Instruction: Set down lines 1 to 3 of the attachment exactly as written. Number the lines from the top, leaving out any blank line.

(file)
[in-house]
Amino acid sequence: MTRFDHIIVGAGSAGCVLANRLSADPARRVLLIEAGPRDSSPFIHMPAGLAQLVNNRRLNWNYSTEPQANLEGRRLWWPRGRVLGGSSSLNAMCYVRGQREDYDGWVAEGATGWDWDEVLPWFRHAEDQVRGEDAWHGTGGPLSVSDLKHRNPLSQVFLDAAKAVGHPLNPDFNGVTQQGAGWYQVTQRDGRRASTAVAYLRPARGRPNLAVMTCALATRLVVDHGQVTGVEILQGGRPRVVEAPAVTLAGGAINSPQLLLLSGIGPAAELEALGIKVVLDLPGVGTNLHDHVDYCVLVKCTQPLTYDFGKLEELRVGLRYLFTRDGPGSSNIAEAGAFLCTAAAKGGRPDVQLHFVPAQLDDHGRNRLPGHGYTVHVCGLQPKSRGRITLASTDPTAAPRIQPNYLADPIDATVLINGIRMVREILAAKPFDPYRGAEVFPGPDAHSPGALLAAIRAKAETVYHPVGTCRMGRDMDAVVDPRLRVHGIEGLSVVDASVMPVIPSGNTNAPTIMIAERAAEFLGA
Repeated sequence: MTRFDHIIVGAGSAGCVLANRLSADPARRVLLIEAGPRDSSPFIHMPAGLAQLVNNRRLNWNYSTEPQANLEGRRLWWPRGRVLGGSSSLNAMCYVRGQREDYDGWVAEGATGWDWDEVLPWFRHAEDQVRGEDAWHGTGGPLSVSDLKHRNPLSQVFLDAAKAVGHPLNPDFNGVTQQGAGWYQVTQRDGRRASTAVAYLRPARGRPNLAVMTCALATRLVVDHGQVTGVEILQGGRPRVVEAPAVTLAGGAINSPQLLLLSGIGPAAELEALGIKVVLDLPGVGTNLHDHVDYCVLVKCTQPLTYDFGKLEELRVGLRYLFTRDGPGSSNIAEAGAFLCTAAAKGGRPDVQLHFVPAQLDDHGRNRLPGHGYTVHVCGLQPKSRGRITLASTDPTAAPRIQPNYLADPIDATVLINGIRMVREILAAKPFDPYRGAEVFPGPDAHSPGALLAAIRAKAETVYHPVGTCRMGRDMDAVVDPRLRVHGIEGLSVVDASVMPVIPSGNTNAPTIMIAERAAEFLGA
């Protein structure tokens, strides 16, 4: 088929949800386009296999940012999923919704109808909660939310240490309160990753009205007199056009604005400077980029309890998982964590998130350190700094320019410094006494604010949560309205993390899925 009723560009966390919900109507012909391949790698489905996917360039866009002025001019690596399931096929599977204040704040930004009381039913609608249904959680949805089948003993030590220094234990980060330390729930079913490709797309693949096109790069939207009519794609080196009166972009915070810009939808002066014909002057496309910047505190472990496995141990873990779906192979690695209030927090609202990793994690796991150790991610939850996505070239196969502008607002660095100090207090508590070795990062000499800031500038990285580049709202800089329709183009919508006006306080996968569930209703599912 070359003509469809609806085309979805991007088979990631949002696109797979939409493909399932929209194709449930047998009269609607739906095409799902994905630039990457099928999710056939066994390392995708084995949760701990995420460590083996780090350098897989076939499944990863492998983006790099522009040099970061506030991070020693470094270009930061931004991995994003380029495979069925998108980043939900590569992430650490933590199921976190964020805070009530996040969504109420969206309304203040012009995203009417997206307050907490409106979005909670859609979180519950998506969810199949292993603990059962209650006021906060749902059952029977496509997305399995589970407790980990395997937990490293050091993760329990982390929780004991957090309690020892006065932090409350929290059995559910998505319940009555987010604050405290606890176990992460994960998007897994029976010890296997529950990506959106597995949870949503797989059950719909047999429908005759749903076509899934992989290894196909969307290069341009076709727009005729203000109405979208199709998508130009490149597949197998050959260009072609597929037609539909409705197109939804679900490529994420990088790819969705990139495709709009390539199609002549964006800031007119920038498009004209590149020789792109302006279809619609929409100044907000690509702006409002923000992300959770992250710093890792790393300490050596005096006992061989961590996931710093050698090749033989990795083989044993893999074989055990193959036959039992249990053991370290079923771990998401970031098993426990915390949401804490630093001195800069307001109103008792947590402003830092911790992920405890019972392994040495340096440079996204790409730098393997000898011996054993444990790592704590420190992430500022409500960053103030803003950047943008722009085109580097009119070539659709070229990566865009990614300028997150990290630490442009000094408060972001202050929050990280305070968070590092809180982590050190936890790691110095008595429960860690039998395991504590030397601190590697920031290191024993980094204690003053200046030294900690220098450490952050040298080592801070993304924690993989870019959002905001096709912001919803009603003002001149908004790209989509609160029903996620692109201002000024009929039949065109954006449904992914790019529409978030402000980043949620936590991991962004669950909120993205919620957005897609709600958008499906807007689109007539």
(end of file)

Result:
[in-house]
Amino acid sequence: MTRFDHIIVGAGSAGCVLANRLSADPARRVLLIEAGPRDSSPFIHMPAGLAQLVNNRRLNWNYSTEPQANLEGRRLWWPRGRVLGGSSSLNAMCYVRGQREDYDGWVAEGATGWDWDEVLPWFRHAEDQVRGEDAWHGTGGPLSVSDLKHRNPLSQVFLDAAKAVGHPLNPDFNGVTQQGAGWYQVTQRDGRRASTAVAYLRPARGRPNLAVMTCALATRLVVDHGQVTGVEILQGGRPRVVEAPAVTLAGGAINSPQLLLLSGIGPAAELEALGIKVVLDLPGVGTNLHDHVDYCVLVKCTQPLTYDFGKLEELRVGLRYLFTRDGPGSSNIAEAGAFLCTAAAKGGRPDVQLHFVPAQLDDHGRNRLPGHGYTVHVCGLQPKSRGRITLASTDPTAAPRIQPNYLADPIDATVLINGIRMVREILAAKPFDPYRGAEVFPGPDAHSPGALLAAIRAKAETVYHPVGTCRMGRDMDAVVDPRLRVHGIEGLSVVDASVMPVIPSGNTNAPTIMIAERAAEFLGA
Repeated sequence: MTRFDHIIVGAGSAGCVLANRLSADPARRVLLIEAGPRDSSPFIHMPAGLAQLVNNRRLNWNYSTEPQANLEGRRLWWPRGRVLGGSSSLNAMCYVRGQREDYDGWVAEGATGWDWDEVLPWFRHAEDQVRGEDAWHGTGGPLSVSDLKHRNPLSQVFLDAAKAVGHPLNPDFNGVTQQGAGWYQVTQRDGRRASTAVAYLRPARGRPNLAVMTCALATRLVVDHGQVTGVEILQGGRPRVVEAPAVTLAGGAINSPQLLLLSGIGPAAELEALGIKVVLDLPGVGTNLHDHVDYCVLVKCTQPLTYDFGKLEELRVGLRYLFTRDGPGSSNIAEAGAFLCTAAAKGGRPDVQLHFVPAQLDDHGRNRLPGHGYTVHVCGLQPKSRGRITLASTDPTAAPRIQPNYLADPIDATVLINGIRMVREILAAKPFDPYRGAEVFPGPDAHSPGALLAAIRAKAETVYHPVGTCRMGRDMDAVVDPRLRVHGIEGLSVVDASVMPVIPSGNTNAPTIMIAERAAEFLGA